What’s black and red and not a telco anymore? Verizon Business — at least according to Francis Shammo, president of the telecom and enterprise arm of Verizon.
“We are not a telco. I don’t even know what a telco is anymore. We are a solutions provider,” Shammo said last week at the company’s industry analyst forum in New Jersey. The future of his organization is in services — specifically, cloud computing and professional services — not in selling pure connectivity.
These are bold statements to make to a room full of long-time Verizon watchers; it may also seem strange, coming from a company which manages almost enough miles fiber to reach the moon.But beyond just talk, Shammo’s proof points include some impressive customer services wins, such as with JetBlue (Verizon runs the airlines IT and call center operations). A backup/off-site storage as-a-service offering, announced in conjunction with IBM this week, also shows Verizon Businesses’ cloud/services aspirations.
The company’s cloud/services transformation also appears to be deeper than press releases and partnerships, however. Among the things Verizon Business is doing right now are:
• Cloud & services training: Technical teams are being trained from the nuts-and-bolts of server virtualization and data center management, to integrate cloud into OSS/BSS, customer service and provisioning workflows.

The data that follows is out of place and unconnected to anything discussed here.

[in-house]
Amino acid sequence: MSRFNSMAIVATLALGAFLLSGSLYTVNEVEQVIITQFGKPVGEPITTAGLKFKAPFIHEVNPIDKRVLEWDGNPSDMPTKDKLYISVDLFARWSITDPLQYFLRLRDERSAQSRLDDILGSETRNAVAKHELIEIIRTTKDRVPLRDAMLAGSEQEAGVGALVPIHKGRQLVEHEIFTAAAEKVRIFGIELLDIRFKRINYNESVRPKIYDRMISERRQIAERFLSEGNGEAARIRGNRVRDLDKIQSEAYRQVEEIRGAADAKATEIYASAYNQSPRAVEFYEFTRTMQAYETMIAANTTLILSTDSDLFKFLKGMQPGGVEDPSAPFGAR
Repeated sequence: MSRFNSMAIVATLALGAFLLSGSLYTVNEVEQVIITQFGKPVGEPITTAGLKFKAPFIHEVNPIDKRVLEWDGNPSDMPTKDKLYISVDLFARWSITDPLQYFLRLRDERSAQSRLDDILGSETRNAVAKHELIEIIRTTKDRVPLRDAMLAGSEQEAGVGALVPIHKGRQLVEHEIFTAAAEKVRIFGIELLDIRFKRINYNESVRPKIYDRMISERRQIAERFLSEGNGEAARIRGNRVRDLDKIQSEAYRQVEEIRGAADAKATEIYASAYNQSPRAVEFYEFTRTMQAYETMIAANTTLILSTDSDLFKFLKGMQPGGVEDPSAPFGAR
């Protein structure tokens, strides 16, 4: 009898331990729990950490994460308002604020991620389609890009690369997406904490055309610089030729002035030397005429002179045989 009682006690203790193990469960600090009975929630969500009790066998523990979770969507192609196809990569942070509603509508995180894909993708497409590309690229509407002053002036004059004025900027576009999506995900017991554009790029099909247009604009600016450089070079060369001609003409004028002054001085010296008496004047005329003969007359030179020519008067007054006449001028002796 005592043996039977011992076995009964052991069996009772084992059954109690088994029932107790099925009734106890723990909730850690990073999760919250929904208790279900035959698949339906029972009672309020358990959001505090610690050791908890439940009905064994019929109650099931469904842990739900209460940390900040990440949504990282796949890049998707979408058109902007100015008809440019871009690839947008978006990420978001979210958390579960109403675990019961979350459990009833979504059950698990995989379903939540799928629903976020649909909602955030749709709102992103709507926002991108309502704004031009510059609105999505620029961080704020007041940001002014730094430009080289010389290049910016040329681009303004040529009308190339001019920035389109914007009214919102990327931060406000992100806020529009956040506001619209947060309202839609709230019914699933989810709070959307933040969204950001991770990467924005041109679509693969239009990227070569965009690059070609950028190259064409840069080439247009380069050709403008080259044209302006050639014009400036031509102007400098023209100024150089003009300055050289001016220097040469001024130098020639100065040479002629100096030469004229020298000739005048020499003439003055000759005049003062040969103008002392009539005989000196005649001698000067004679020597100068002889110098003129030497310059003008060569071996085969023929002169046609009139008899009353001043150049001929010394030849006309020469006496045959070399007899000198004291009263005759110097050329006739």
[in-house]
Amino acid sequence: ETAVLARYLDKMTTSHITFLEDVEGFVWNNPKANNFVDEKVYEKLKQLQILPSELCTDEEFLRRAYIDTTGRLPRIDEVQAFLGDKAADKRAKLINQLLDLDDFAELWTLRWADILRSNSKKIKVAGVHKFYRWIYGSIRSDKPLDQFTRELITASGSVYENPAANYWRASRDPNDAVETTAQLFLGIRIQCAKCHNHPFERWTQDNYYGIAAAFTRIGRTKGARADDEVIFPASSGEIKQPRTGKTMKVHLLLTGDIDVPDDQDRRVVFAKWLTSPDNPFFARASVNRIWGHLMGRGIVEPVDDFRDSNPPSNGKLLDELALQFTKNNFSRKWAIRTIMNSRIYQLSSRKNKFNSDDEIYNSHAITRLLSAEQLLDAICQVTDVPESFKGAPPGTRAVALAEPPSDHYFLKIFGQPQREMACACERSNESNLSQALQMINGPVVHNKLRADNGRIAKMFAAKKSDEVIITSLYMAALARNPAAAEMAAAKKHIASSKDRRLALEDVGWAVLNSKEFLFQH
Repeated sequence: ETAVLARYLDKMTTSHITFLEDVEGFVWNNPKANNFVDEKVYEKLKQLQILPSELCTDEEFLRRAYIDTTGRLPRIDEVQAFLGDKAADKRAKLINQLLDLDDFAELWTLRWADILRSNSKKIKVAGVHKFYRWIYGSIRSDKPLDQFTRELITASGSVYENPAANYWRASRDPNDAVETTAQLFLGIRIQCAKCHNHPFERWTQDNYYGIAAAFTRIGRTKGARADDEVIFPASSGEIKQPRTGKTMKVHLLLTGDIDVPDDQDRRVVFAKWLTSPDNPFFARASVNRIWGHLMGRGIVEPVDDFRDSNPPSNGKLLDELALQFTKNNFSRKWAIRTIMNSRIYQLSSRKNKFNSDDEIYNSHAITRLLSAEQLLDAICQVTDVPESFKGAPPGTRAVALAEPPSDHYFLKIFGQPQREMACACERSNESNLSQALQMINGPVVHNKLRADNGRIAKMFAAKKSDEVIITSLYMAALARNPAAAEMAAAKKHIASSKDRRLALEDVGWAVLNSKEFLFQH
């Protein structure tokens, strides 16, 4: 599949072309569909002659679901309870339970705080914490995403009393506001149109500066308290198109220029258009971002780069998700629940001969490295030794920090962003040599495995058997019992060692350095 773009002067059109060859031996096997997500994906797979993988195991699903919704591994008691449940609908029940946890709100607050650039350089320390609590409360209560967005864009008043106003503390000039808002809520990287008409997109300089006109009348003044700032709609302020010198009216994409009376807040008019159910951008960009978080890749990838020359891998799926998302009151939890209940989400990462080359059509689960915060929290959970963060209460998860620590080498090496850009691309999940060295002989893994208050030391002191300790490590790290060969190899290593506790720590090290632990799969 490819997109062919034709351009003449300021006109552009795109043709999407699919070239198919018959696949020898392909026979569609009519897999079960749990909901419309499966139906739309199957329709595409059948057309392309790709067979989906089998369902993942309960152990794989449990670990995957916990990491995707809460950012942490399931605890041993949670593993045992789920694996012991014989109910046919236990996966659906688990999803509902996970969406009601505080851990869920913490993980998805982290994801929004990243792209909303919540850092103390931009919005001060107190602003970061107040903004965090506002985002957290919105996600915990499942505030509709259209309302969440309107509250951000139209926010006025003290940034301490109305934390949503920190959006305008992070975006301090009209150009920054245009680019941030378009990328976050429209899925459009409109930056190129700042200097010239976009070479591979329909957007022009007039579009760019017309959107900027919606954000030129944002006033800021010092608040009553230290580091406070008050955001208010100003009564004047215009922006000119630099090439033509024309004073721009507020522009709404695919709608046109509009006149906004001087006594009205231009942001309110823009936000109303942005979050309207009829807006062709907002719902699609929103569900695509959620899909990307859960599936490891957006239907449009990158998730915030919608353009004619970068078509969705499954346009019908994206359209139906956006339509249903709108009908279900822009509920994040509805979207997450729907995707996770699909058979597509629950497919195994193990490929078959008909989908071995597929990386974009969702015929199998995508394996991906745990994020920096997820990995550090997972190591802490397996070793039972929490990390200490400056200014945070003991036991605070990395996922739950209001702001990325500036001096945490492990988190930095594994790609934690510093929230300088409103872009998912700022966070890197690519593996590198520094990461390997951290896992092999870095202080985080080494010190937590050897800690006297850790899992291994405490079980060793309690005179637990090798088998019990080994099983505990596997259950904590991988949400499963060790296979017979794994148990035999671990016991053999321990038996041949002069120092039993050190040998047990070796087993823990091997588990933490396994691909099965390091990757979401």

• Cloud fluency: the company is schooling its marketing teams on cloud a vernacular which actually means something — not a global search-and-replace of “cloud” for “hosting” or “services” throughout its marketing literature and materials.
• Sales transformation: The company is adamant to become more solutions-focused, it says. This involves changing the fundamental approach of its sales team (from T-1/private IP network sales to solutions). To that end, significant retraining, and turnover of almost a fifth of its force, is already underway.
• Data center transformation: Verizon plans on replacing or upgrading infrastructure in over 200 data centers to support the virtualized underpinnings of its Compute as a Service (CaaS) offering.
With all the money and hype spent by Google and Microsoft on their cloud build-outs, Shammo says, you might think only two data centers will be around in the near future. “I happen to say there will be three,” he says. However, beccause of its network assets, or “crown jewel” as Shammo puts it, enterprises moving to the cloud will come to Verizon for greater levels of security, connectivity options and service guarantees.
These sound like the kind of attributes enterprises expect from, say, a telco? Maybe you don’t want to drop that old description of your business too fast, Mr. Shammo.